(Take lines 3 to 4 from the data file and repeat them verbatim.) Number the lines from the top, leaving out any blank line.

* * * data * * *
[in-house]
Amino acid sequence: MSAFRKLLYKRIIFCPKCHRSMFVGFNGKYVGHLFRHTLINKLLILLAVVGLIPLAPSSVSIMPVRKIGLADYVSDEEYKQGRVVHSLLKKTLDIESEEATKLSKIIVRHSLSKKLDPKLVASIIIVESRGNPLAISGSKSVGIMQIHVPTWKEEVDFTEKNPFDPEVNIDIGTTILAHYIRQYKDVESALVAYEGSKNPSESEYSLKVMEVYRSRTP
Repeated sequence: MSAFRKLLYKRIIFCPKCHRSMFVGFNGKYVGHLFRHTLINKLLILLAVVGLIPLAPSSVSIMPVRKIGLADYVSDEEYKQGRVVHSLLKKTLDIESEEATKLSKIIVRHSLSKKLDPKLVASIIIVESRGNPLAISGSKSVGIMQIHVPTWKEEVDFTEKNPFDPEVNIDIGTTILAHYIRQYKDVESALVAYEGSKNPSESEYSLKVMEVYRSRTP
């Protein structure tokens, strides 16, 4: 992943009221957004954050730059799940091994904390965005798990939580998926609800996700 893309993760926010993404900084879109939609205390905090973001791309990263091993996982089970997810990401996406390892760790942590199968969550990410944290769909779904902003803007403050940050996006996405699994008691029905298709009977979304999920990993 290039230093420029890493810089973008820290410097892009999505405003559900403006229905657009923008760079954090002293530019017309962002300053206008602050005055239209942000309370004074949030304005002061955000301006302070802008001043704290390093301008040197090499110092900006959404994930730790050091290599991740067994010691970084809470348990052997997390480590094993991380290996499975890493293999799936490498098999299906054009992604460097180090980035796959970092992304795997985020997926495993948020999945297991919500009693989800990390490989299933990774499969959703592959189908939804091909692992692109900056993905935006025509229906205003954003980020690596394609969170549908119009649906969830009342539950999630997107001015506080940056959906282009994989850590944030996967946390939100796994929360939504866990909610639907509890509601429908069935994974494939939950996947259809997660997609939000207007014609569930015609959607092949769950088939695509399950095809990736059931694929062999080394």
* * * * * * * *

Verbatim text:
Repeated sequence: MSAFRKLLYKRIIFCPKCHRSMFVGFNGKYVGHLFRHTLINKLLILLAVVGLIPLAPSSVSIMPVRKIGLADYVSDEEYKQGRVVHSLLKKTLDIESEEATKLSKIIVRHSLSKKLDPKLVASIIIVESRGNPLAISGSKSVGIMQIHVPTWKEEVDFTEKNPFDPEVNIDIGTTILAHYIRQYKDVESALVAYEGSKNPSESEYSLKVMEVYRSRTP
């Protein structure tokens, strides 16, 4: 992943009221957004954050730059799940091994904390965005798990939580998926609800996700 893309993760926010993404900084879109939609205390905090973001791309990263091993996982089970997810990401996406390892760790942590199968969550990410944290769909779904902003803007403050940050996006996405699994008691029905298709009977979304999920990993 290039230093420029890493810089973008820290410097892009999505405003559900403006229905657009923008760079954090002293530019017309962002300053206008602050005055239209942000309370004074949030304005002061955000301006302070802008001043704290390093301008040197090499110092900006959404994930730790050091290599991740067994010691970084809470348990052997997390480590094993991380290996499975890493293999799936490498098999299906054009992604460097180090980035796959970092992304795997985020997926495993948020999945297991919500009693989800990390490989299933990774499969959703592959189908939804091909692992692109900056993905935006025509229906205003954003980020690596394609969170549908119009649906969830009342539950999630997107001015506080940056959906282009994989850590944030996967946390939100796994929360939504866990909610639907509890509601429908069935994974494939939950996947259809997660997609939000207007014609569930015609959607092949769950088939695509399950095809990736059931694929062999080394």